Brick industry opposes proposed regulationPublished 8:51am Friday, November 15, 2013
The Environmental Protection Agency is preparing to introduce emission regulations that could cause Henry Brick to spend millions of dollars.
A Maximum Achievable Control Technology rule for brick and structural clay processes is scheduled for proposal on Feb. 6, 2014 and for finalization on Dec. 18, 2014. The EPA is required to set the standards under the Clean Air Act.
Though the contents of the regulations haven’t been revealed, Henry Brick President Davis Henry said the contents are likely to include a 99-percent capture rate requirement and mercury being included as a pollutant. Henry said it would take about $8 million for his company to comply with the new regulations. The company currently captures 94 percent of its emissions.
“The scary thing is that jobs are potentially at risk,” he said. “Increasing our capture rate by another five percent is not going to mean anything to the environment in Selma. We are the local story, but there are a lot of folks that are going to be impacted.”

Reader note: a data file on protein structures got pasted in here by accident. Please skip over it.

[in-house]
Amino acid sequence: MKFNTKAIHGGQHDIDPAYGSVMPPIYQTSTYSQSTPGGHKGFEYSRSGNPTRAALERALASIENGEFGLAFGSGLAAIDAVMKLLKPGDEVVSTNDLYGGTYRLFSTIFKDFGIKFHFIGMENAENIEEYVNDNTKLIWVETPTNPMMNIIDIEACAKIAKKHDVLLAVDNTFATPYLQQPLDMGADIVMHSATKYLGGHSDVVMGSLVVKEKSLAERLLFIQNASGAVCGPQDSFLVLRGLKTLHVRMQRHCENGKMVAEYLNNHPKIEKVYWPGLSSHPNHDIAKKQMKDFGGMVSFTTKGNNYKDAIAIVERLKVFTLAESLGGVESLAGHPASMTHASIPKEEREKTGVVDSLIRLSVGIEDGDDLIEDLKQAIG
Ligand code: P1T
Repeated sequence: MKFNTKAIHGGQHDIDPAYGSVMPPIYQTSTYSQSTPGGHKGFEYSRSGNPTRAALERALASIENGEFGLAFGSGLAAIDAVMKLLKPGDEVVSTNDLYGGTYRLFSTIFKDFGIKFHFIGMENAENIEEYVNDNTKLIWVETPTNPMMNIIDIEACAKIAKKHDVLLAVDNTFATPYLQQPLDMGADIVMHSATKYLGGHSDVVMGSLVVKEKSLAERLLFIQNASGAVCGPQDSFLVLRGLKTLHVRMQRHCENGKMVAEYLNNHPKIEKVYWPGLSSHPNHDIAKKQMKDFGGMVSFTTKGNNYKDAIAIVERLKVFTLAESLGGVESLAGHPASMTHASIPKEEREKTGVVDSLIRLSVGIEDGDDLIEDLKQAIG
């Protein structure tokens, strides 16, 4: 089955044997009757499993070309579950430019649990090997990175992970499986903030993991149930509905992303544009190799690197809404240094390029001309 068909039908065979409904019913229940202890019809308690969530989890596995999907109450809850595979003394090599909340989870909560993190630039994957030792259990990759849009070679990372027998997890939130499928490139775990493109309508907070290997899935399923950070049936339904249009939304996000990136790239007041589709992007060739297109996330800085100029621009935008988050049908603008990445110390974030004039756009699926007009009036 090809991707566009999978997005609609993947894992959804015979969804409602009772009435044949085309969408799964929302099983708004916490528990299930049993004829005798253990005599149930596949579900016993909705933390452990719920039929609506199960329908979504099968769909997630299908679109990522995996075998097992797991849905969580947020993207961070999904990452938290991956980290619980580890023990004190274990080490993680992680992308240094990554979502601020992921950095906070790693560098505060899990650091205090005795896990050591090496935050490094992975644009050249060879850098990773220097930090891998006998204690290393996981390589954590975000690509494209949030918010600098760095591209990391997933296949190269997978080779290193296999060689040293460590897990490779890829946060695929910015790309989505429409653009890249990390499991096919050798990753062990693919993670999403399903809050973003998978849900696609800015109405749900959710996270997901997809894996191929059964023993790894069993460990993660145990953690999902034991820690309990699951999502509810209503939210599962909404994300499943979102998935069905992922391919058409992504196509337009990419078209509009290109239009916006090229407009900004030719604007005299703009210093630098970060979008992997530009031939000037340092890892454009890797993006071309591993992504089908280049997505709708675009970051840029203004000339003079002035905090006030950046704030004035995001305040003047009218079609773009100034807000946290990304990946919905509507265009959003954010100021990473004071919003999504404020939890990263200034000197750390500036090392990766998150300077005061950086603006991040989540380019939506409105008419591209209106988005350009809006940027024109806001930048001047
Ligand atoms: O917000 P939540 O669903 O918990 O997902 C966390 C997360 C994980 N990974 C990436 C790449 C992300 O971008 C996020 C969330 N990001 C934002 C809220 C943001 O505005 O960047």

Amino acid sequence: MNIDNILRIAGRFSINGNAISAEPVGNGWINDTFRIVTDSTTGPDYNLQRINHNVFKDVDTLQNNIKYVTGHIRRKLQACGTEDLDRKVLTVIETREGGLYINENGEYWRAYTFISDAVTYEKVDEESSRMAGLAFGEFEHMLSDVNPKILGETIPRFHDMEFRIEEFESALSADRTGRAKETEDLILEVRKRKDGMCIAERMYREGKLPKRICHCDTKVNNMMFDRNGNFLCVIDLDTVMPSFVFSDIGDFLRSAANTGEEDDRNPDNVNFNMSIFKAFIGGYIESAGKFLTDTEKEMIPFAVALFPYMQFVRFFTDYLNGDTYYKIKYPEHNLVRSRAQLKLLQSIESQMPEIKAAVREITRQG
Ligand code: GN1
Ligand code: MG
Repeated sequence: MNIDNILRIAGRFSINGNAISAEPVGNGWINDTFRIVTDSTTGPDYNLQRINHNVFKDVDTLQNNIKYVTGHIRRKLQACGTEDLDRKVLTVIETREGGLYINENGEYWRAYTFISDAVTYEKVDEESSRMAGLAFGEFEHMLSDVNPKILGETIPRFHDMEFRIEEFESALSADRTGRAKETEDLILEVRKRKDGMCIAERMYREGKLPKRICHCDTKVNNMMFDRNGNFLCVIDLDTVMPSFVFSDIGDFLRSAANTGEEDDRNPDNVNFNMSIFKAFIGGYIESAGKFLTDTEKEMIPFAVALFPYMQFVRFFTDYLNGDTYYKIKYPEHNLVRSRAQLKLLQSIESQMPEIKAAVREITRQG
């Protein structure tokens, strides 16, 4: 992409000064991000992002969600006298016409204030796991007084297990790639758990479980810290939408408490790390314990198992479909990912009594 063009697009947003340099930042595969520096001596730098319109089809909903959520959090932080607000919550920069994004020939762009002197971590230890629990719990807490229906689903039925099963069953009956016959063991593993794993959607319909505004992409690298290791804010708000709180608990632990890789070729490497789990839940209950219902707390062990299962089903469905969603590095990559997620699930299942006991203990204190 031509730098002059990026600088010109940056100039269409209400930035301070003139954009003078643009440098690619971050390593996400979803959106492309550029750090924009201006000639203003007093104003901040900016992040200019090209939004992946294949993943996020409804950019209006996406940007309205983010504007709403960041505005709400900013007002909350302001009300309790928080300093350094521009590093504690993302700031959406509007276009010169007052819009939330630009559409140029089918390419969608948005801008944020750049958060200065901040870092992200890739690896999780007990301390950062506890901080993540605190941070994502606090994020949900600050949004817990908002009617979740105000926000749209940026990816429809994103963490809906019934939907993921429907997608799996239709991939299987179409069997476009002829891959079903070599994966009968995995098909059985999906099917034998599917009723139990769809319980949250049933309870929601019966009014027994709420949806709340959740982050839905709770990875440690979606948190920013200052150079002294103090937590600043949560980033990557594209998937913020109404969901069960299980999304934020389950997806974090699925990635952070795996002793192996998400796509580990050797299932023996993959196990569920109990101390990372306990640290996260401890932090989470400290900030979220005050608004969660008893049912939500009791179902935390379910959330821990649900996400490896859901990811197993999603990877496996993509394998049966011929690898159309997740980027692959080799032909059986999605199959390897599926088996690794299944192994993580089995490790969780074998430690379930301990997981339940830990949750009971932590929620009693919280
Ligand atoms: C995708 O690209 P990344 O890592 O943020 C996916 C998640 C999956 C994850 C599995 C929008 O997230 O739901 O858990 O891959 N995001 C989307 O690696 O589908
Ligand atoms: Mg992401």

A statement from the EPA said the regulations are necessary because no current rules exist to control emissions, but the MACT rule would be the second introduced recently.
In 2003, the EPA issued a brick MACT that cost the industry $100 million, according to a release from U.S. Sen. Jeff Sessions. In 2007, the rule was struck down by a federal court, meaning the regulations were not in effect.
By that time, most companies had already updated their equipment and Henry is worried the cost implementing the previous MACT won’t be considered in new regulations.
Henry and other brick industry representatives traveled to Washington D.C. this week to express concerns.
Sessions has already taken note of the potential effects.
“I am concerned that, if crafted imprudently, EPA’s new brick MACT rules could cause an enormous burden to fall on our brick manufacturers and could harm their ability to compete in the marketplace,” he said. “These jobs are critical to our national economy. The result of over-regulation would be unnecessary cost increases for bricks that would ripple through the economy.”